• Looking at Intertumor Heterogeneity, I selected Cancer Type: Breast Cancer, Heterogeneity: Primary-Metastatic, and Gene Type: Cancer Gene Census. It provided 73 results that matched these certifications as well as a list of where the mutations occurred: The Trunk- mutation occurring in every tumor sub clone, The Branch- mutations present in tumor that are not present in every part of the tumor, and The Leaf- mutations mutations present in only one region. The results made sense and further provided a graph indicating what genes most commonly exhibited a mutation the allowing for further analysis on specific genes and mutations within the results. The results therefore make sense based on the basis of analyzing breast tumor mutations InterTumor Breast cancer Results
    9. Access: Is there a license agreement or any restrictions on access to the database?
      • There are no restrictions on access nor any license agreements on the page.

Summary judgment

    1. Would you direct a colleague unfamiliar with the field to use it?
      • The CancerTracer Database is extremely straightforward and therefore I would highly recommend it, if the topic pertains to the information available on the webpage.
    2. Is this a professional or "hobby" database? The "hobby" analogy means that it was that person's hobby to make the database. It could mean that it is limited in scope, done by one or a few persons, and/or seems amateur.
      • This page is not a "hobby" database based on the organization and density of information available on the page. The page is run by a Research and Development Laboratory in Cai University, China and therefore does not appear to be run by one or few amateur persons CancerTracer Contact Page
    3. Finally, please share why you chose this database in the first place, i.e., why did it interest you? Did it live up to the expectations you had when you chose it?
      • We chose this database because the purpose of the database strongly correlated to the purpose of the class and assignment; understanding how to successfully navigate and use pertinent information in academic and research articles. The subject of the database is tracing Cancer mutations which interested us because tumor heterogeneity is one of the largest issues faced by researchers and medical practitioners alike. The page did prove to be incredibly interesting and provided a vast amount of information in relation to the subect.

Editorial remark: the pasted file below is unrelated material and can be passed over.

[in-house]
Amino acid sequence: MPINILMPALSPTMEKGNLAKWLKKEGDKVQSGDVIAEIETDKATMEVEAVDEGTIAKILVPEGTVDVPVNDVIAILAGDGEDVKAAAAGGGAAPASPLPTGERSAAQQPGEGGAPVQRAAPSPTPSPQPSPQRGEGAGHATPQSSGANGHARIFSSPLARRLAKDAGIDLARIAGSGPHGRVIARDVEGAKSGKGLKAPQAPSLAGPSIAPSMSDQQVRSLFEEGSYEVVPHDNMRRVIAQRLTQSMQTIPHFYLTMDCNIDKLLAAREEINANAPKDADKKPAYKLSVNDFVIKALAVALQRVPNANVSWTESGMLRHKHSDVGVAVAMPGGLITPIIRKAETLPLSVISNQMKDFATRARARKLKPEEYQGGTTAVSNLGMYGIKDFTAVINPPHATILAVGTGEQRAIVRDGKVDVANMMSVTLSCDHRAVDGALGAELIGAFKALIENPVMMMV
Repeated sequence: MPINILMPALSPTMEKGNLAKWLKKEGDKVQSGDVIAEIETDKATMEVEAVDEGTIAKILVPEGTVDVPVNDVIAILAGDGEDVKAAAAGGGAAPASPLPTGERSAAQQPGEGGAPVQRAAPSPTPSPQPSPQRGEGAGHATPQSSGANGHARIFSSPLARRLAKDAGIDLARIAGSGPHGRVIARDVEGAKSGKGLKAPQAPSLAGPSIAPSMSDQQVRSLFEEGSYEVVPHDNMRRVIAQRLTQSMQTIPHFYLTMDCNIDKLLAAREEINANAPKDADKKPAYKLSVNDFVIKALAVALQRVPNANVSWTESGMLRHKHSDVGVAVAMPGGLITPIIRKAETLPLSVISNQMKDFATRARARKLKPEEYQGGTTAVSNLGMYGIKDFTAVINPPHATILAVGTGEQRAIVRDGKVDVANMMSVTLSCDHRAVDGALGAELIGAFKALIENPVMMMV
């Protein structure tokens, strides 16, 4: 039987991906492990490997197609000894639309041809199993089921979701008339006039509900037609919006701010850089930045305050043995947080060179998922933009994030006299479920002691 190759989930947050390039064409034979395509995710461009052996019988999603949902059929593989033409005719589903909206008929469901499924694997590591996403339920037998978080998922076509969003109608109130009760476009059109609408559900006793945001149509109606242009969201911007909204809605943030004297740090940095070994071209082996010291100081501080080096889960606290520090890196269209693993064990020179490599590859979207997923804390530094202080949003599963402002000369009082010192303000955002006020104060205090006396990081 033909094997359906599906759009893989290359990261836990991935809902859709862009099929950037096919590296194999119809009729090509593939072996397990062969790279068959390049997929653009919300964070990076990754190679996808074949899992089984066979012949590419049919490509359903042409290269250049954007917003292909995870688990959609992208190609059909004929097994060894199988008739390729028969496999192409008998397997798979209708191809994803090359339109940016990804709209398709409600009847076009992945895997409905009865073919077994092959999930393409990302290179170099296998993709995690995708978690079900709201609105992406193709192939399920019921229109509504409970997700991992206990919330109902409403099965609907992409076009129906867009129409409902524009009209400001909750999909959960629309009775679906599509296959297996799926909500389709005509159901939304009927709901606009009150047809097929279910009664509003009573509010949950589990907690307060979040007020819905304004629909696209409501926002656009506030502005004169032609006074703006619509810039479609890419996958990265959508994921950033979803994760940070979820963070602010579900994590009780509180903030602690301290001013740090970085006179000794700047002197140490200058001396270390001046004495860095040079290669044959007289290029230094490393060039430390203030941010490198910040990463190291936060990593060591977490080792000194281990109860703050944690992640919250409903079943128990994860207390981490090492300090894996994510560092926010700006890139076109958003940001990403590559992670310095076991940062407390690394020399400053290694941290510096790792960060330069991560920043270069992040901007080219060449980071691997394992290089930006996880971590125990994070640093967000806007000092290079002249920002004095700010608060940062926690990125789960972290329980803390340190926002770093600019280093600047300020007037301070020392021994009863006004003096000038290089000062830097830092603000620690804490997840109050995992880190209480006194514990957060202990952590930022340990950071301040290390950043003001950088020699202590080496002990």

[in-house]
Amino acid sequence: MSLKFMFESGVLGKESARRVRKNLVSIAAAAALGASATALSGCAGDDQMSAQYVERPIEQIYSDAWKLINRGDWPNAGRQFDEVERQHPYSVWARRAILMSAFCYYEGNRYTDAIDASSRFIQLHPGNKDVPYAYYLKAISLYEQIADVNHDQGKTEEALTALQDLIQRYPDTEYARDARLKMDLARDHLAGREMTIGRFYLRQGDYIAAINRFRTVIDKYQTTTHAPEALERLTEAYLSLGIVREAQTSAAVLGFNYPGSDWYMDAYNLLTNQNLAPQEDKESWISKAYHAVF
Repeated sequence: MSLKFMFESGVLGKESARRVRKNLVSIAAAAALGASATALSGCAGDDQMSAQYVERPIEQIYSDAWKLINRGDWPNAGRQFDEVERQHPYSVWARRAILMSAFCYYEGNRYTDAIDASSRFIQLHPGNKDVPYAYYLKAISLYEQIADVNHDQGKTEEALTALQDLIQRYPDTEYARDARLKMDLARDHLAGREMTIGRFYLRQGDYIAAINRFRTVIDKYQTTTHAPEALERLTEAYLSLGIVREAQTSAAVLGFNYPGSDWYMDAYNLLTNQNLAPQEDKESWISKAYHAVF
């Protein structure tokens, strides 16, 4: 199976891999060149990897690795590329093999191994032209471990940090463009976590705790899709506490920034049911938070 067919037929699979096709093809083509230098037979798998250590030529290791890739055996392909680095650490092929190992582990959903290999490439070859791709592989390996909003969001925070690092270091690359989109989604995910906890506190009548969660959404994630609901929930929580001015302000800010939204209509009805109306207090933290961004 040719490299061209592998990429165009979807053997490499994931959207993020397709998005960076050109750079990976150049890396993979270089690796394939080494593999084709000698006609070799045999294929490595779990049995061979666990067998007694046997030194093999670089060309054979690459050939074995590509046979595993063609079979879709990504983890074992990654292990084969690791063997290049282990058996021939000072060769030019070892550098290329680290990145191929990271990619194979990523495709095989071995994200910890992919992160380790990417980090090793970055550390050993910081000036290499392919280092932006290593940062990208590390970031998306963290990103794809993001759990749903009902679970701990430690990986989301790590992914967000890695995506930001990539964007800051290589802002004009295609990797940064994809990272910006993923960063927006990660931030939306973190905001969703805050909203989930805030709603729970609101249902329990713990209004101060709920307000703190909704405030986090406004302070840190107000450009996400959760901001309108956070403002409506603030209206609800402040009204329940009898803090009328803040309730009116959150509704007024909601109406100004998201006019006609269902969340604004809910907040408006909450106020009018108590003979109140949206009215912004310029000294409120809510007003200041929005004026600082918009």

Scientific Conclusion

The outcome of this assignment was to navigate the CancerTracer database and analyze its components such as its data (compilation method, important, and content), user-friendliness, and database maintenance. The purpose of this assignment was to familiarize ourselves with databases and provide comfort with sorting through information and validity of the content and page.


  • We acknowledge [user:Taylor Makela] who we consulted on syntax and formatting of the webpage
  • Dr. Dahlquist
    • Dr. Dahlquist served as a coach for how to begin our pages. She also instructed the class and provided us with the guiding homework document.
  • We copied and modified the protocol shown on the Week 8 page of our class OpenWetWare.
  • Except for what is noted above, this individual journal entry was completed by us and not copied from another source

Nidapatel (talk) 21:03, 28 October 2020 (PDT) Jcorrey (talk) 21:25, 28 October 2020 (PDT)


Template Links

Assignment Pages

Individual Journal Pages

Class Journal Pages

JT Correy Template


JT Correy Template

Weekly Assignments

Individual Journal Pages

Class Journal Pages